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Drug resistance patterns in pulmonary tuberculosis patients in Namibia based on targeted Next Generation Sequencing

L Mhuulu(1) O Shavuka(1) H Ekandjo(1) A Diergaardt(1) V Dreyer(2) C Ipinge(3) L de Araujo(2) T Niemann(1,2) N Ruswa(4) G Günther(1,5) M Claassens(1) S Niemann(1,2) E Nepolo(1)

1:Department of Human, Biological & Translational Sciences, School of Medicine, University of Namibia, Namibia; 2:Research Center Borstel - Leibniz Lung Center, Germany; 3:Namibia Institute of Pathology, Namibia; 4:National Tuberculosis and Leprosy Program, Ministry of Health and Social Services, Namibia; 5:Department of Pulmonology and Allergology, Inselspital, Bern University Hospital, University of Bern, Bern, Switzerland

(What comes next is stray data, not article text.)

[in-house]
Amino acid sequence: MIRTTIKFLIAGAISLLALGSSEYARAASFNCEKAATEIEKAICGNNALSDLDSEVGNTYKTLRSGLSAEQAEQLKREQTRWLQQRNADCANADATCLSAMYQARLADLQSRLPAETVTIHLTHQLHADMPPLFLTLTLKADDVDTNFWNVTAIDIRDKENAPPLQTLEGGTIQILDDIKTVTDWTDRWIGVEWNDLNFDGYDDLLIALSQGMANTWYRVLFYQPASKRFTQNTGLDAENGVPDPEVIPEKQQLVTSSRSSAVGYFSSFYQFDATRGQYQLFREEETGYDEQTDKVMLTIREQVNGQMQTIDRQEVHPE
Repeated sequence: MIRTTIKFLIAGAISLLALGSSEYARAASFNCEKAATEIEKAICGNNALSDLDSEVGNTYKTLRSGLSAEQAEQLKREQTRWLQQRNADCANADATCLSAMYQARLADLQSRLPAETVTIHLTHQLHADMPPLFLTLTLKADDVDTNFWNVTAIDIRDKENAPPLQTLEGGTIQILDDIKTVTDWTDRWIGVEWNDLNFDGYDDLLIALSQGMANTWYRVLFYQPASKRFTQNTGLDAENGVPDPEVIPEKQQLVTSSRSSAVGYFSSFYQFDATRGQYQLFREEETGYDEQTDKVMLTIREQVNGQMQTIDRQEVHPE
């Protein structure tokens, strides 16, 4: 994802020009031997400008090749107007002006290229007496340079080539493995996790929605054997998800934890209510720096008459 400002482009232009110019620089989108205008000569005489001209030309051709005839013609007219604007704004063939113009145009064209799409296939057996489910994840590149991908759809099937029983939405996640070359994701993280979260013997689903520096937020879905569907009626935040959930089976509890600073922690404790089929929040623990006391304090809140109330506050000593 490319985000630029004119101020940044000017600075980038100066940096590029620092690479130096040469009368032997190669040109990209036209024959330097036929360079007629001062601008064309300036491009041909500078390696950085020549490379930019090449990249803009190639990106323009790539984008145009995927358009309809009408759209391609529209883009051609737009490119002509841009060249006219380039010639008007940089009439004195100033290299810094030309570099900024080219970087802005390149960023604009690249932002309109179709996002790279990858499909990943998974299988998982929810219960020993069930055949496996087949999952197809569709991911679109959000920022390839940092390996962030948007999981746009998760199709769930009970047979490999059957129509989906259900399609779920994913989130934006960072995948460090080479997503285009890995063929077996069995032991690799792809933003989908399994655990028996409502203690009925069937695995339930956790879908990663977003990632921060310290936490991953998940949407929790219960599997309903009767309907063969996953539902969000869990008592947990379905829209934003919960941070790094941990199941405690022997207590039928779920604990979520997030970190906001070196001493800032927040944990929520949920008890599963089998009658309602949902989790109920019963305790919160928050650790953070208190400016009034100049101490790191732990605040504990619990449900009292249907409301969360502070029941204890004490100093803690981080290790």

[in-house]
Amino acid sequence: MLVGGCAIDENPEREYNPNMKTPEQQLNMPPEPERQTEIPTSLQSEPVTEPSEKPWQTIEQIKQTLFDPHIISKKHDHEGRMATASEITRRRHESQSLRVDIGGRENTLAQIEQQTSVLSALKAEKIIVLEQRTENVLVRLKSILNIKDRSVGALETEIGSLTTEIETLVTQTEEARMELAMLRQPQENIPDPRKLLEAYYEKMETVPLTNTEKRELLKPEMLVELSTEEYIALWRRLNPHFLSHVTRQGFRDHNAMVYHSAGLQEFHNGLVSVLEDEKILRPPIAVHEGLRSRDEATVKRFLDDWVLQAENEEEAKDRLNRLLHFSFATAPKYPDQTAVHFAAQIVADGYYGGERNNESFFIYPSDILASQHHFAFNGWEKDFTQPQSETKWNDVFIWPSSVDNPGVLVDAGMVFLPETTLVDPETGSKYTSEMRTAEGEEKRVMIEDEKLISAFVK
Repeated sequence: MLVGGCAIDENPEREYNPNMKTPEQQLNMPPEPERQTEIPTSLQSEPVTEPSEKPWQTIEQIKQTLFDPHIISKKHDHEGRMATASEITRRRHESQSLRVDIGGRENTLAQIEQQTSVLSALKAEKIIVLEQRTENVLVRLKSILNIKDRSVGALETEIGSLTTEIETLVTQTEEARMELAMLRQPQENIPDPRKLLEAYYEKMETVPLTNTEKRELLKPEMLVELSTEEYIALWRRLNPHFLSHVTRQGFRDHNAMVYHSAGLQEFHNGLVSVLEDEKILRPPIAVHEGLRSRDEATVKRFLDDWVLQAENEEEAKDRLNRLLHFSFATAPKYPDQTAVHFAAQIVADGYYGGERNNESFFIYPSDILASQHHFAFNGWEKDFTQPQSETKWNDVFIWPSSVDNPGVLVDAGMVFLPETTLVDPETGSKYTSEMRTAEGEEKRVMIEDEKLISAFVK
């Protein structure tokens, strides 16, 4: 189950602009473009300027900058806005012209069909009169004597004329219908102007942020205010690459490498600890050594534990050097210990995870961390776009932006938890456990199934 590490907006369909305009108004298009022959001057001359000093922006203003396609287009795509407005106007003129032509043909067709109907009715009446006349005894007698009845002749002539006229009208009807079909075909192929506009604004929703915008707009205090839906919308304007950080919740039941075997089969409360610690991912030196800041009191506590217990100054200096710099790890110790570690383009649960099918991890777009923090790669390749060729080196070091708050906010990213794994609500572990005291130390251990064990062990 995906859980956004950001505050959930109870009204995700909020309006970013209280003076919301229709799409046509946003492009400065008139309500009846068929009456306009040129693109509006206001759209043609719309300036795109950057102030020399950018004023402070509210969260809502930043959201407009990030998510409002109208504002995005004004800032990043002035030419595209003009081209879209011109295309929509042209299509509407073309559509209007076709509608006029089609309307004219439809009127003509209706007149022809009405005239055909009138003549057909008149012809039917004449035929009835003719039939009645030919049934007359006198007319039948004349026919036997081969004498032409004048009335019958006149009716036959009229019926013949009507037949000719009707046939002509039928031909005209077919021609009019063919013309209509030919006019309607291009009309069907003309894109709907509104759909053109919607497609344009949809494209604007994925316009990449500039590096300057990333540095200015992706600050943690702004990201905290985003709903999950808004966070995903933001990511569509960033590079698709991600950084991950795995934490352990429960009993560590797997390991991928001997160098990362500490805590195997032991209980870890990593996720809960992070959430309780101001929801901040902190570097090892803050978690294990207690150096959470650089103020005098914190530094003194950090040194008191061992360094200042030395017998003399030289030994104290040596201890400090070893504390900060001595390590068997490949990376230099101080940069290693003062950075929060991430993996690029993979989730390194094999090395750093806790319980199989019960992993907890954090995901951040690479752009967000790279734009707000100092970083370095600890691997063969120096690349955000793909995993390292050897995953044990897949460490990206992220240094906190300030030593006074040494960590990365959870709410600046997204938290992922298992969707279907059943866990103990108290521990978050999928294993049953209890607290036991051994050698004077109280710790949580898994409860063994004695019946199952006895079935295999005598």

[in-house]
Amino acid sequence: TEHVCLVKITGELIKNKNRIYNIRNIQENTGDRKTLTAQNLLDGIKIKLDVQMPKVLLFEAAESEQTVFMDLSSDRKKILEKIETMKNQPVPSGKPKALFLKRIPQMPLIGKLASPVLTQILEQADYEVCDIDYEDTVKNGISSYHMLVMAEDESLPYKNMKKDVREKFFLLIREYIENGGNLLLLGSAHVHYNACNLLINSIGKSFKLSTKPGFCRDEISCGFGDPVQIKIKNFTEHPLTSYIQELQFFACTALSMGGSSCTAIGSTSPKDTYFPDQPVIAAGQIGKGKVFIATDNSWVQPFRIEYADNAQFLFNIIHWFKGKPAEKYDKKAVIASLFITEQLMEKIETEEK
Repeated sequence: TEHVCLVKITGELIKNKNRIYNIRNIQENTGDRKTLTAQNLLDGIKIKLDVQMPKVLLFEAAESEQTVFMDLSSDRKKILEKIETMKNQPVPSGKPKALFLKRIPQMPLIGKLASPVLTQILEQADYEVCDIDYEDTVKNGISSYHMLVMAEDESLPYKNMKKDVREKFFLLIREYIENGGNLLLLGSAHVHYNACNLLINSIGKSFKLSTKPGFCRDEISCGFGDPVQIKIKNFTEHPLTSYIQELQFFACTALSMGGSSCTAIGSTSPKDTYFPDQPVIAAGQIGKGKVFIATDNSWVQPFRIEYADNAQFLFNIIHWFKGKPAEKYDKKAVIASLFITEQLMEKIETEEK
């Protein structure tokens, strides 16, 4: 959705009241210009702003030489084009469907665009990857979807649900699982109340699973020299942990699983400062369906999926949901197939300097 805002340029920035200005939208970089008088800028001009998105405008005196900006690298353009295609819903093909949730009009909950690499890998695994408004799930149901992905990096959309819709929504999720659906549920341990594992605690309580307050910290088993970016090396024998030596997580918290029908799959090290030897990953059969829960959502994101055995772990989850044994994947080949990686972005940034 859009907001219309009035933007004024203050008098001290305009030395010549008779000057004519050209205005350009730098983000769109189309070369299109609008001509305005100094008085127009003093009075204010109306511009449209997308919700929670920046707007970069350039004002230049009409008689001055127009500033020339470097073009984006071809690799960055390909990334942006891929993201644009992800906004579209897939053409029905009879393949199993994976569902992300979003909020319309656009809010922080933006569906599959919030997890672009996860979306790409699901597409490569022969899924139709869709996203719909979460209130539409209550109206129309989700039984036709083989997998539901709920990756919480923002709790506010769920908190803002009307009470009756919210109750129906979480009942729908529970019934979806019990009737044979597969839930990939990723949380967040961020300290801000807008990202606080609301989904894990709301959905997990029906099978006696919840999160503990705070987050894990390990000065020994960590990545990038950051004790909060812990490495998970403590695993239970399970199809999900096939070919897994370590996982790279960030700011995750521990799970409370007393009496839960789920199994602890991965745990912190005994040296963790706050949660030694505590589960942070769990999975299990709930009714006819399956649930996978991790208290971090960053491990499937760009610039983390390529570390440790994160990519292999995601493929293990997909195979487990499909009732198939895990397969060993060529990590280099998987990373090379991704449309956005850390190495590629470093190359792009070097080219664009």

Drug-resistance tuberculosis (TB) is a major global health problem, and an early detection is important for preventing spread and further resistance acquisition. This study aimed to identify mycobacterial genetic patterns causing resistance against both first- and second-line anti-TB drugs, in Namibia, a high TB burden country. A total of 185 clinical M. tuberculosis strains with rifampicin resistance (RR) detected by the Xpert® MTB/RIF were analysed. Targeted Next-Generation Sequencing (tNGS) was performed locally using the Deeplex® Myc-TB kit on an Illumina iSeq100 platform. Data were analysed on the Deeplex Myc-TB web application. Overall, 69% of the RR isolates were further classified as multi-drug resistant (MDR) TB, (3.8%) as extensively drug resistant (XDR) TB and (1.6%) as pre-XDR-TB as per WHO 2021 definitions. Different rates of resistance were observed to isoniazid (83%), pyrazinamide (46%), ethambutol (49%), streptomycin (29%), fluoroquinolone (5%), bedaquiline (3%) and clofazimine (3%). The most prominent mutations conferring resistance to rifampicin were detected in rpoB gene, which are S450L (48%), L430P (11%) and L430P|H445Q (9%). For isoniazid resistance, the mutations katG S315T (64%) and inhA C-15T (31%) predominated. The most frequent resistance mutations to pyrazinamide, ethambutol and streptomycin observed were pncA L35P (17%), embB M306I (27%) and M306V (12%) and rpsL K43R (28%), respectively. This study confirms that most rifampicin resistant strains are also isoniazid resistant. Resistance to fluoroquinolone and emerging resistance to bedaquiline are a major concern with implications for patient outcomes and warranting investment in surveillance for bedaquiline in all RR-TB patients.

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